Political books tend to age very quickly and very poorly. Through no real fault of its own, this book, which was published prior to the 2008 presidential election, acutely discusses the parties' mindsets in very broad terms, but, in late 2011, the reader is left wondering how the rise of the Tea Party, and particularly the split between the Tea Baggers and the mainstream Republican party, relates to their different view of the world.

Other than that, the book is fine. If I have one substantive cr
May 24, 2011 Nelson rated it really liked it  ·  review of another edition
Rantings of a flaming liberal. I didn't expect this to be an agenda-driven book. I've finished two chapters, and I guess since he's addressing a liberal readership he doesn't feel much of a need to defend his beliefs. Plus he doesn't believe in the universality of logic (outdated, First Enlightenment assumption) he thus doesn't use logic to make his case, he just structures the debate in his own favor.

So he is practicing what he is preaching. He cherry-picks Adam Smith (he is the revisionist, no
Heather Denkmire
Wow, I wish everyone in the country could read this book. Or, at least about 3/4 of it. Some of it I'll admit got a little Charlie Brown adult voice on me (game theory, and Chomsky's linguistics). But truly, I think this is the key to saving our Democracy. Reframing and not hiding from the progressive values of empathy and empowerment. Amazing stuff. It also helped me understand some people I know who think in the strict father model (as I'm about 100% nurturing parent model). I loved learning a ...more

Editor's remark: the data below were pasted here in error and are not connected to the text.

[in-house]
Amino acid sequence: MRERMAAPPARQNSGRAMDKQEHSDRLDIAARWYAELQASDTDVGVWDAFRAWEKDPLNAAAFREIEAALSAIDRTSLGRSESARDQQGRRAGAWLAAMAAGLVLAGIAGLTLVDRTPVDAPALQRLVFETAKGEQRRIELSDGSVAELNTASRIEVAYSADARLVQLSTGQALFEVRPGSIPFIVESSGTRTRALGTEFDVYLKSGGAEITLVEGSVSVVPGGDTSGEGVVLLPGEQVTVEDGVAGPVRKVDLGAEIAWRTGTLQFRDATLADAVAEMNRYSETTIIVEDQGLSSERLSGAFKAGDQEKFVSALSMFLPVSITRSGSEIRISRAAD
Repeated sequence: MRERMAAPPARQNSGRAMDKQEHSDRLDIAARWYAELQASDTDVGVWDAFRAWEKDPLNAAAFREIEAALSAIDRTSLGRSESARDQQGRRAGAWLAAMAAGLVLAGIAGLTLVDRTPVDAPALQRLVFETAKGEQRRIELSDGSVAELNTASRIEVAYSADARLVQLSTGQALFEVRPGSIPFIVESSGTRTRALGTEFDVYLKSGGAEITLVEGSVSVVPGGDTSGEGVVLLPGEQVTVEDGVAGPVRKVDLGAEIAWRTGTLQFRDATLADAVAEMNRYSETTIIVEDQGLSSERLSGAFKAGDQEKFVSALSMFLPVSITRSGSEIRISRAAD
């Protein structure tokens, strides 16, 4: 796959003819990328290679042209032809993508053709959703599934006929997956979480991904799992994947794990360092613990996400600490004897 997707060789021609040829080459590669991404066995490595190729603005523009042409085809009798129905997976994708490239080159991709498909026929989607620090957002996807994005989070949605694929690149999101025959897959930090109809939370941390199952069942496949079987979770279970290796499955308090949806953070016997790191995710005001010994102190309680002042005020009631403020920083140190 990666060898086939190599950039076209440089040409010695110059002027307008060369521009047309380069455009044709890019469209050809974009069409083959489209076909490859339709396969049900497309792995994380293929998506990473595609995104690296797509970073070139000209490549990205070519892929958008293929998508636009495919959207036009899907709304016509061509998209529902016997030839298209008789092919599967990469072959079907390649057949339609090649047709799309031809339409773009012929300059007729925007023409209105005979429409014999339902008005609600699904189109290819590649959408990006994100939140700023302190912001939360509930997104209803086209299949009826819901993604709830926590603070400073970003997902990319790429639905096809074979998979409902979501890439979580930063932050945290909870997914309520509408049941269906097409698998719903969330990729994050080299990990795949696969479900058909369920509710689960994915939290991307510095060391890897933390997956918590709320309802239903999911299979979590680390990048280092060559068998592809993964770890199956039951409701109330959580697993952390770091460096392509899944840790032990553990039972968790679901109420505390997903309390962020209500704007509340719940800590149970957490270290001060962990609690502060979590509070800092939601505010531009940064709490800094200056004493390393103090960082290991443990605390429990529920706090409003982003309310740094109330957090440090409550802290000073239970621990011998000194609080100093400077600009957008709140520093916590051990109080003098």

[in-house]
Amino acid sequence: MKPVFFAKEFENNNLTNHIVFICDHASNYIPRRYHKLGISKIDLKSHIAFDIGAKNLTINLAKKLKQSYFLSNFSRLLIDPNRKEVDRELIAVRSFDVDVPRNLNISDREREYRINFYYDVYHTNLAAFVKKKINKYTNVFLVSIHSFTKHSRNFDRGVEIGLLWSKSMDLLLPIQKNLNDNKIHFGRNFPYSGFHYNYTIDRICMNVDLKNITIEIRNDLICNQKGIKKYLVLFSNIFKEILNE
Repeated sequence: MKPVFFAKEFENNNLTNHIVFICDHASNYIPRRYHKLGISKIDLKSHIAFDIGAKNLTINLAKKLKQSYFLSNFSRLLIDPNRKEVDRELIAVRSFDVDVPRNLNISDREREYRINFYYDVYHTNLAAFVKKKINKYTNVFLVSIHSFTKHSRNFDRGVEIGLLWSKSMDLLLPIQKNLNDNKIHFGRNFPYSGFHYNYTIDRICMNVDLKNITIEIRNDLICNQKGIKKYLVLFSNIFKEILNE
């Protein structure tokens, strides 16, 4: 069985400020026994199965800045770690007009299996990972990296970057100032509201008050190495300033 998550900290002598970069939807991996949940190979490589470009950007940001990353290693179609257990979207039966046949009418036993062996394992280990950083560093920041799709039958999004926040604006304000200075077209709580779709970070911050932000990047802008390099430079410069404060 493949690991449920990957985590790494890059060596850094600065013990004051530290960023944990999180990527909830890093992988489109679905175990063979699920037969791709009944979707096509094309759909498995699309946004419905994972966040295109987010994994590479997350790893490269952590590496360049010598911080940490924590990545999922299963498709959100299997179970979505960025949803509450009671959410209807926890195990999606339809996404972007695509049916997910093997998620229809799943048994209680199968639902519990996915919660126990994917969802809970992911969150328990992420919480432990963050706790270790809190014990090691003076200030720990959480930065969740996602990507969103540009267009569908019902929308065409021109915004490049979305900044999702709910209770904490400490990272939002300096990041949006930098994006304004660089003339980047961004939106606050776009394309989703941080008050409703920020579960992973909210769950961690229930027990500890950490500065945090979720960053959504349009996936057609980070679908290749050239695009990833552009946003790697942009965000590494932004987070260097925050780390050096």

Jul 31, 2012 Dzlanique rated it really liked it  ·  review of another edition
This fascinating book provides an examination of cognition and discusses its impact on the American political system from a progressive perspective. Since my college years over a decade ago, I've read research stating that socialization,ideological frameworks, value systems and emotions are guiding forces behind the American vote,not reason (exclusively...or dominantly).What is new and interesting to me is the discussion regarding conservative vs. progressive frameworks and how they are used,mis ...more